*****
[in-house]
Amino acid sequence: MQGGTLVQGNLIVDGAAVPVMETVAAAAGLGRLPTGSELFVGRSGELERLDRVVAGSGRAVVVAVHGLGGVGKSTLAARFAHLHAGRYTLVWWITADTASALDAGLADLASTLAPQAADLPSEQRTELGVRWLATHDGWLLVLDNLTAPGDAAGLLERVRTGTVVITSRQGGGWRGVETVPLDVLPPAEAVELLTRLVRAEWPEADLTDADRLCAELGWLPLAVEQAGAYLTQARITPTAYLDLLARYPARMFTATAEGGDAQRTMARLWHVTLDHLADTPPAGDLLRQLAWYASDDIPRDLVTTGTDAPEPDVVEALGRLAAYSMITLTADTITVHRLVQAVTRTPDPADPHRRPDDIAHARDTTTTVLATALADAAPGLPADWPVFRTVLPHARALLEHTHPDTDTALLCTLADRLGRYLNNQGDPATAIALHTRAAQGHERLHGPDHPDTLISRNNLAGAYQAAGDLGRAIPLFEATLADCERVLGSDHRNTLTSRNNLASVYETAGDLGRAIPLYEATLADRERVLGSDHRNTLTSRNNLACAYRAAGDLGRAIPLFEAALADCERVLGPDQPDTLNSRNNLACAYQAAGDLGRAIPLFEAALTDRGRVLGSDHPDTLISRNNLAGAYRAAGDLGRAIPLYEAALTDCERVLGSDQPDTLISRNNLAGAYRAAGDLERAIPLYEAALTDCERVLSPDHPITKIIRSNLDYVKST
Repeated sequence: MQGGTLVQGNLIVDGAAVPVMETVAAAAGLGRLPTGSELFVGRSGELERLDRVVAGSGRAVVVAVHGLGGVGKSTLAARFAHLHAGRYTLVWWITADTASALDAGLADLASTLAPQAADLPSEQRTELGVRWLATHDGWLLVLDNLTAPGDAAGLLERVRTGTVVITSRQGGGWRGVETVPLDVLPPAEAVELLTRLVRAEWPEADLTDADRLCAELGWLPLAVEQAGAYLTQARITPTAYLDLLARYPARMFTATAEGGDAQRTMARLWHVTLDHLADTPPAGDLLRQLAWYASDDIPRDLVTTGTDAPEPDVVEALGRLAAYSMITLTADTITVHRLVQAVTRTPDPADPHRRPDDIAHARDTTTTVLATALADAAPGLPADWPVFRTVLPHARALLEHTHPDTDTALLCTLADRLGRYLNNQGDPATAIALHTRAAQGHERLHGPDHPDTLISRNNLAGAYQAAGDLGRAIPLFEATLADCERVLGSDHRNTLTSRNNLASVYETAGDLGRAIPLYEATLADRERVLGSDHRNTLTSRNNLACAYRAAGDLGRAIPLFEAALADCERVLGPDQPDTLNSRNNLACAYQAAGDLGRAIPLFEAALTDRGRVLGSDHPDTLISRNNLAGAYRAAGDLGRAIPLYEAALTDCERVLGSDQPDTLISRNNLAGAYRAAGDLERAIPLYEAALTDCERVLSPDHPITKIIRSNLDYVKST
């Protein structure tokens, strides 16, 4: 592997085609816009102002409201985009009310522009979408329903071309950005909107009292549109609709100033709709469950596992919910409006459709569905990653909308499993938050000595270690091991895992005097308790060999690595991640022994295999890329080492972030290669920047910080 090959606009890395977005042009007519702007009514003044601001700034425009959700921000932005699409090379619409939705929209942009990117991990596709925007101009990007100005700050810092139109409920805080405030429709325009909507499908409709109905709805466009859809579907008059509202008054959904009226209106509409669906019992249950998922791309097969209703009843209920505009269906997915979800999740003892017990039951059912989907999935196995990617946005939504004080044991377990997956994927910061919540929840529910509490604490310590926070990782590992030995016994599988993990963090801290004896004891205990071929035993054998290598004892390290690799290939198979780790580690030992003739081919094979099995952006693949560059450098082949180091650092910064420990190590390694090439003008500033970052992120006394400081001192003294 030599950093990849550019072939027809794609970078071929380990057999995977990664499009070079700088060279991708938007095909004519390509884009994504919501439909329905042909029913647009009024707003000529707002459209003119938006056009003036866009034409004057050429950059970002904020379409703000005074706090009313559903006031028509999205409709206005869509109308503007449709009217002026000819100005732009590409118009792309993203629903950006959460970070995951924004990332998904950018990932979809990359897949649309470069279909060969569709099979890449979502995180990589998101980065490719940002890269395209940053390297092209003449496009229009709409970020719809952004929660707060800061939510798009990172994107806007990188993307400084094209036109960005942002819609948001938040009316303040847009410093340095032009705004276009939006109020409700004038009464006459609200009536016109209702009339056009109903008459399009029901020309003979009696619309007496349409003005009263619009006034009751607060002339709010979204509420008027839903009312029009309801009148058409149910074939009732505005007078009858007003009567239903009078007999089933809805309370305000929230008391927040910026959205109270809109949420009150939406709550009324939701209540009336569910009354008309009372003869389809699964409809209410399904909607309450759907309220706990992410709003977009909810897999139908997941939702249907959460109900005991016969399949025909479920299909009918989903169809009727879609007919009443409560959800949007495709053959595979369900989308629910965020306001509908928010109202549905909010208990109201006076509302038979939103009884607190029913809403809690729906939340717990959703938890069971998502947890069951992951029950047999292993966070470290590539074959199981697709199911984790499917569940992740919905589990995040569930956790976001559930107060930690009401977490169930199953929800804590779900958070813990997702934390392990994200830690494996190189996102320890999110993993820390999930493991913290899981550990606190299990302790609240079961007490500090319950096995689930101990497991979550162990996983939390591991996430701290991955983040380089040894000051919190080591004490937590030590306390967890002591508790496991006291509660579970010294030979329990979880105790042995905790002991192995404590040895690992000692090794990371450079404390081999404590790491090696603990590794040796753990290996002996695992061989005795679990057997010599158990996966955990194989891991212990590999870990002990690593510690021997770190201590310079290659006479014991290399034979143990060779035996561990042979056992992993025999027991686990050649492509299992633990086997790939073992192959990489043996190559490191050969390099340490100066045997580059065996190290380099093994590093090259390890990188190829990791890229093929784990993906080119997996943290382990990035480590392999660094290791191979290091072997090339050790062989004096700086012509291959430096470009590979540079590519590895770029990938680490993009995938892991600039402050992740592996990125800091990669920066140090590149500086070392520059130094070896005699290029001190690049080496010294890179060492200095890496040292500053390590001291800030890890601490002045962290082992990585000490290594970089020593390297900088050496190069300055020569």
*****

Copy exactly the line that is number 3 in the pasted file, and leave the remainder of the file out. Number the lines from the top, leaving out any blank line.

Repeated sequence: MQGGTLVQGNLIVDGAAVPVMETVAAAAGLGRLPTGSELFVGRSGELERLDRVVAGSGRAVVVAVHGLGGVGKSTLAARFAHLHAGRYTLVWWITADTASALDAGLADLASTLAPQAADLPSEQRTELGVRWLATHDGWLLVLDNLTAPGDAAGLLERVRTGTVVITSRQGGGWRGVETVPLDVLPPAEAVELLTRLVRAEWPEADLTDADRLCAELGWLPLAVEQAGAYLTQARITPTAYLDLLARYPARMFTATAEGGDAQRTMARLWHVTLDHLADTPPAGDLLRQLAWYASDDIPRDLVTTGTDAPEPDVVEALGRLAAYSMITLTADTITVHRLVQAVTRTPDPADPHRRPDDIAHARDTTTTVLATALADAAPGLPADWPVFRTVLPHARALLEHTHPDTDTALLCTLADRLGRYLNNQGDPATAIALHTRAAQGHERLHGPDHPDTLISRNNLAGAYQAAGDLGRAIPLFEATLADCERVLGSDHRNTLTSRNNLASVYETAGDLGRAIPLYEATLADRERVLGSDHRNTLTSRNNLACAYRAAGDLGRAIPLFEAALADCERVLGPDQPDTLNSRNNLACAYQAAGDLGRAIPLFEAALTDRGRVLGSDHPDTLISRNNLAGAYRAAGDLGRAIPLYEAALTDCERVLGSDQPDTLISRNNLAGAYRAAGDLERAIPLYEAALTDCERVLSPDHPITKIIRSNLDYVKST